On Thursday, March 30, the Cannabis team at Husch Blackwell will host a cannabis seminar highlighting OSHA safety regulations. In January of 2017, the Colorado Department of Public Health and Environment released the “Guide to Worker Safety and Health in the Marijuana Industry.” This seminar will take a deeper look at this document and discuss OSHA safety regulations that affect your business. For more details, please read more here.
The House is not slowing down on the push for legalization of marijuana. There have been five bills introduced in the United States House of Representatives since the beginning of the 115th Congress (2017-2018). In addition, CO Representative, Jared Polis, has stated he will introduce his “Regulate Marijuana Like Alcohol Act” again this year. Four of the five bills were introduced by Republicans and one by Democrats, showing marijuana legalization is a bipartisan issue. All five bills are aimed at loosening federal restrictions on marijuana.
HR – 1227, titled “Ending Federal Marijuana Prohibition Act” was introduced on February 27, 2017 by Representative Thomas Garrett a Republican from Virginia. The text is the same as the Senate Bill introduced in 2015 (S. 2237) by Senator Bernie Sanders. The purpose is to remove “marihuana” and “tetrahydrocannabinols” from Schedule I of section 202(c) of the Controlled Substances Act (CSA). In 2017, Rep. Garrett’s bill is co-sponsored by six house members: Tulsi Gabbard (D-HI); Scott Taylor (R-VA); Jared Polis (D-CO); Earl Blumenauer (D-OR); Don Young (R-AK); Justin Amash (R-MI).
HR – 975, titled “Respect State Marijuana Laws Act of 2017” was introduced on February 7, 2017 by Representative Dana Rohrabacher a Republican from California. Rep. Rohrabacher introduced a “Respect State Marijuana Laws Act” in the 2013-2014 and 2015-2016. The purpose is to amend the CSA for any provisions as related to marihuana. The provisions shall not apply to any person who produces, possesses, distributes, dispenses, administers, or delivers marijuana in compliance with state law. In 2017, Rep. Rohrabacher’s bill is co-sponsored by 14 house members: Steve Cohen (D-TN); Don Young (R-AK); Mark Pocan (D-WI); Ted Yoho (R-FL); Earl Blumenauer (D-OR); Tom McClintock (R-CA); Dina Titus (D-NV); Duncan Hunter (R-CA); Jared Polis (D-CO); Justin Amash (R-MI); Barbara Lee (D-CA); Thomas Massie (R-KY); Mike Coffman (R-CO); Peter Welch (D-VT). Continue Reading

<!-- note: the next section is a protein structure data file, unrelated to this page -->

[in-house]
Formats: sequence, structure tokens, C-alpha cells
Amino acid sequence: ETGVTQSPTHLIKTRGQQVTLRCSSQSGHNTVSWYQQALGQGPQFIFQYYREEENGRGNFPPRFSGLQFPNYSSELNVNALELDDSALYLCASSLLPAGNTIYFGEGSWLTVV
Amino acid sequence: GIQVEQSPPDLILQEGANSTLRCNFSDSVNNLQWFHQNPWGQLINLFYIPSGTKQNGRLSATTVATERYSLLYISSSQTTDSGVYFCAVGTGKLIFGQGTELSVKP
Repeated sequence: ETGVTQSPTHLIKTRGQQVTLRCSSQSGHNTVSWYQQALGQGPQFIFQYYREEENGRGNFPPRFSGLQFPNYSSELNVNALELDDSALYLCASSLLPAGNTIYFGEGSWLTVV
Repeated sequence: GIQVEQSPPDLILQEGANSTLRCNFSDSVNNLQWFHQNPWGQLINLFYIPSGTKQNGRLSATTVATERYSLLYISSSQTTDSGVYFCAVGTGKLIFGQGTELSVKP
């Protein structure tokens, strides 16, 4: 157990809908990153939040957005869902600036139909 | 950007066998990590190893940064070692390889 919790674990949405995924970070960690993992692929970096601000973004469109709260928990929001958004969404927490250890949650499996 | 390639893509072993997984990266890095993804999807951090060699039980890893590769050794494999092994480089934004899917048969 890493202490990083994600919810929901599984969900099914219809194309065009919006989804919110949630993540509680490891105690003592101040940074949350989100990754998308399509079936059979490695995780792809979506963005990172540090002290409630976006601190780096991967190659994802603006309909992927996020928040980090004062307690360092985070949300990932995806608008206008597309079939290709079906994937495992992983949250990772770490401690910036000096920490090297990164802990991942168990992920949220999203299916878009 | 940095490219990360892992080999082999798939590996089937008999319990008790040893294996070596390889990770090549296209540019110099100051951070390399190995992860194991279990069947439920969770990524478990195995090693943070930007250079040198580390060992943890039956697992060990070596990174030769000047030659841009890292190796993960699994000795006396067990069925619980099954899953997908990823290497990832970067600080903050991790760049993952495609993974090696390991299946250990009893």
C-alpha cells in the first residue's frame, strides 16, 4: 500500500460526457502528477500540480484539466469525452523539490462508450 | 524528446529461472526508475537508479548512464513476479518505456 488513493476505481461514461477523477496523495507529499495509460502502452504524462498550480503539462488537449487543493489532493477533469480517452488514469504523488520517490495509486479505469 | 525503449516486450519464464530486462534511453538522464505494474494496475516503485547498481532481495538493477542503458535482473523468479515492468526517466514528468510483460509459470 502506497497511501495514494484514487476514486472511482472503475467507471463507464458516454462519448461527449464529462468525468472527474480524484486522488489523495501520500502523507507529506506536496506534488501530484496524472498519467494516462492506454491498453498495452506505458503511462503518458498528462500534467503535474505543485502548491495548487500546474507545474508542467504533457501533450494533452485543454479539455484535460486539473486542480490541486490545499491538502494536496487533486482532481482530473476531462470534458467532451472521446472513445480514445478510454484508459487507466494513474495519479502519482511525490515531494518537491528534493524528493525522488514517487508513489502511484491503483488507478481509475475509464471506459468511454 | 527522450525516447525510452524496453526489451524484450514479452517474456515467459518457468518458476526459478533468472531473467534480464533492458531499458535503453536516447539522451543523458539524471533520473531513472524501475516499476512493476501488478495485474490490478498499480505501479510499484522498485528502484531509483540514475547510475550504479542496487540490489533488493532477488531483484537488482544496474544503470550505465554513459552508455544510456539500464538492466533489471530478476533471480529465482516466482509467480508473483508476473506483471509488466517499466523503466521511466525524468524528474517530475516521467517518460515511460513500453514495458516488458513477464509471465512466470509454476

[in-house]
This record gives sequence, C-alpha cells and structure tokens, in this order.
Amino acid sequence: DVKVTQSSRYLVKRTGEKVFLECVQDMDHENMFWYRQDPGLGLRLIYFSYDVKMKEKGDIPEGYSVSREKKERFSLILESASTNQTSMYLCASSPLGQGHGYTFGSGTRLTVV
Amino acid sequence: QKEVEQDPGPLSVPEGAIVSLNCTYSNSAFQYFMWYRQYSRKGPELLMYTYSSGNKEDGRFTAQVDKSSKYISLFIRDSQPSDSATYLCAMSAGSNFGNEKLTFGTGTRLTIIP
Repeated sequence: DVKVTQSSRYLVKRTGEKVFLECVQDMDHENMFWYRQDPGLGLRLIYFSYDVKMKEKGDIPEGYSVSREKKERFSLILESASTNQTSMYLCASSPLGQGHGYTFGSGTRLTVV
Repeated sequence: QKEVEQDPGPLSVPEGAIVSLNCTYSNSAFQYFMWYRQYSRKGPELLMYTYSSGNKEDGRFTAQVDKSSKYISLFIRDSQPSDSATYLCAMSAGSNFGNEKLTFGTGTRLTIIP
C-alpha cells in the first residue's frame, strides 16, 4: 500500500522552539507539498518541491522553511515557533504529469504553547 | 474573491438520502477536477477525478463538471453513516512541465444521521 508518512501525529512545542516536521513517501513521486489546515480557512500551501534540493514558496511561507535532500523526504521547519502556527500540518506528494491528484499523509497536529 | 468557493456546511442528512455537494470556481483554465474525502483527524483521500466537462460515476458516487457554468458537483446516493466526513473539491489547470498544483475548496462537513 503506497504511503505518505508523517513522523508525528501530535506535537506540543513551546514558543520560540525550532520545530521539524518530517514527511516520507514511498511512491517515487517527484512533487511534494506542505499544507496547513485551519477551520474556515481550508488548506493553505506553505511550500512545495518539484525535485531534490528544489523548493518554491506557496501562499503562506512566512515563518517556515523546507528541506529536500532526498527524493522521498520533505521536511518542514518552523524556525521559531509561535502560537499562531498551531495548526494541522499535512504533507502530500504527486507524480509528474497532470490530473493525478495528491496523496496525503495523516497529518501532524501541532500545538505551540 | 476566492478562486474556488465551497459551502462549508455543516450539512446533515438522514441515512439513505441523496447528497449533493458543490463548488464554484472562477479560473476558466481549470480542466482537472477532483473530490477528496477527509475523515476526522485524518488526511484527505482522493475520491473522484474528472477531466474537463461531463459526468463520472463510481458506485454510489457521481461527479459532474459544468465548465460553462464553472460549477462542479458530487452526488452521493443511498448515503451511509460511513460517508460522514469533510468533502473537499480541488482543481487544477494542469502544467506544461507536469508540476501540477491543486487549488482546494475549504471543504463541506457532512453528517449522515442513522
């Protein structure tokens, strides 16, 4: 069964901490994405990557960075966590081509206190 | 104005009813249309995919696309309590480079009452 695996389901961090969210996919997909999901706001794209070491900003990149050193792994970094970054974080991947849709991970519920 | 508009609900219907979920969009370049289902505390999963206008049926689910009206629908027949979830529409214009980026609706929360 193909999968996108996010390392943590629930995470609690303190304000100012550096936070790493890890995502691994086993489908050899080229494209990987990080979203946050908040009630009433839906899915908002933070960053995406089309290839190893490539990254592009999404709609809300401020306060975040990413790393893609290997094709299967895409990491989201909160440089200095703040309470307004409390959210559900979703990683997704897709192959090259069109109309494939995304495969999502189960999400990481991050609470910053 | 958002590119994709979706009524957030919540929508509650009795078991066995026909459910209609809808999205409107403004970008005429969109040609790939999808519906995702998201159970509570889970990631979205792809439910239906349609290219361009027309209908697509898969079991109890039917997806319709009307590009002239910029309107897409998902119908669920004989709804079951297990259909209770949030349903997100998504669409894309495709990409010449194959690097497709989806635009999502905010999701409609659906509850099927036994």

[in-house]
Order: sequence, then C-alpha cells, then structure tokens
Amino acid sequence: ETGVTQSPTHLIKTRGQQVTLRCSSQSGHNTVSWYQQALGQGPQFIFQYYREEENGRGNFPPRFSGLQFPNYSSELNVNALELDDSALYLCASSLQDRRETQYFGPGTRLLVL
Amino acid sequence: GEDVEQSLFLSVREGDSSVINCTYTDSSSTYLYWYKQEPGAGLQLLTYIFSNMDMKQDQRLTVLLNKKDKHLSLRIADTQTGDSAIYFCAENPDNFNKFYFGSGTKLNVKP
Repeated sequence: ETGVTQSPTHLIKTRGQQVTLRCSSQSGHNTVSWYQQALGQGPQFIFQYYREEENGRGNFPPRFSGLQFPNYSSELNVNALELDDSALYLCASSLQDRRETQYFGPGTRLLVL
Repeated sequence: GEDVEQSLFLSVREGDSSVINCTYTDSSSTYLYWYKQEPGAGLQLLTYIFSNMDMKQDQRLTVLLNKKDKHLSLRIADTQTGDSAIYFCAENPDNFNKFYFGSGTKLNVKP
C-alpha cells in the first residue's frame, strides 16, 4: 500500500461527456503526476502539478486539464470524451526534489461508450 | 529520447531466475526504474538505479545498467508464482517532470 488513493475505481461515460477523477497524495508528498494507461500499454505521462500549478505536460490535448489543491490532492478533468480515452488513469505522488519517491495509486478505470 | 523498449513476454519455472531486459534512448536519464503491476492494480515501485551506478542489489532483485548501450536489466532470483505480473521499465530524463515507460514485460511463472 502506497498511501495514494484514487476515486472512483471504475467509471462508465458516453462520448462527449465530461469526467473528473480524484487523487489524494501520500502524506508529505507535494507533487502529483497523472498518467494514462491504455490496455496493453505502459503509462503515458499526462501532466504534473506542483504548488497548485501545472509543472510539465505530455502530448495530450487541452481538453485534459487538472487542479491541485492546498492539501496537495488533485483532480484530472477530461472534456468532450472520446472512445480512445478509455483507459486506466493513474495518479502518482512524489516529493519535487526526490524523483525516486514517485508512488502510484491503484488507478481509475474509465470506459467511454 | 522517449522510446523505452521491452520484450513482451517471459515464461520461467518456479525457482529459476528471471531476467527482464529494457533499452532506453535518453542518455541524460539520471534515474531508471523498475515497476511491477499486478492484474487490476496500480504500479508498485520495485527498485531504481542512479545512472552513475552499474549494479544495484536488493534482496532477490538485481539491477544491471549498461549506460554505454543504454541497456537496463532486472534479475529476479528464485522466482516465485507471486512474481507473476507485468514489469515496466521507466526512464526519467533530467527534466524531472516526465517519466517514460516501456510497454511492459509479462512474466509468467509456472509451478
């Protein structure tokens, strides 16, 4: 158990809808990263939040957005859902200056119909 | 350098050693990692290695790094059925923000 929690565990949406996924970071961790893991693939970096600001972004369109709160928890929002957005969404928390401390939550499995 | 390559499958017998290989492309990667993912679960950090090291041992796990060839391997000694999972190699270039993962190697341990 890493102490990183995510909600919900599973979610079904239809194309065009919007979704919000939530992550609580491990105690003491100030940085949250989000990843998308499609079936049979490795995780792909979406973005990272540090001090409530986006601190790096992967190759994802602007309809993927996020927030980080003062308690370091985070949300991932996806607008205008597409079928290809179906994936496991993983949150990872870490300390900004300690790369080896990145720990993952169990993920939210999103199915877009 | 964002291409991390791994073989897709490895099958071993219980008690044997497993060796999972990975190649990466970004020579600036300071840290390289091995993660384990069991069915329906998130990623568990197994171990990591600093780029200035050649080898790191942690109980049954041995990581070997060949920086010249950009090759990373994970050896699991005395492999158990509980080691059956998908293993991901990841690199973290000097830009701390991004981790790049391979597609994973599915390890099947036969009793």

Yesterday, Sean Spicer attempted to call out a difference between medical and recreational marijuana at the federal level. He clearly does not understand that ALL marijuana is federally illegal. Further, he made a poor and factually incorrect analogy by comparing the current opioid abuse crisis to marijuana use. Spicer ended his comments on recreational marijuana by stating that the DOJ will step up enforcement actions.
What does this mean?
As we all know, Trump is a wild card, and Spicer’s comments do little to clarify the administration’s position. Previous statements on the issue indicate some degree of support for the cannabis industry, or at a minimum, support for states to determine their own regulations. “In terms of marijuana and legalization, I think that should be a state issue, state-by-state,” Trump told The Washington Post. “… Marijuana is such a big thing. I think medical should happen — right? Don’t we agree? I think so. And then I really believe we should leave it up to the states.”
Further, the recent FY2016 omnibus appropriations bill contains the Rohrabacher-Farr Amendment which prohibits the Department of Justice from interfering with state medical cannabis laws was also widely supported by a GOP controlled Congress (passed in the House by a vote of 242-186, and the Senate Appropriations Committee approved it 21-9). A recent Gallup Poll found nationwide support for legalization at 60%, the highest it likely has ever been. Florida also passed its medical-cannabis initiative with 71% approval – Florida also voted for President Trump. It is clear from Trump’s statements and Spicer’s comments that medical marijuana should remain a non-enforcement priority.
So based on Spicer’s comments regarding recreational marijuana – does Attorney General Sessions unwind years of hands-off federal policy towards state-legal recreational marijuana? We’ll just have to wait and see. I am hopeful that Spicer’s comments are just that, off-the-cuff comments with little substance or thought. However, the recreational marijuana industry is now on notice. I think we are in for a bumpy 2017.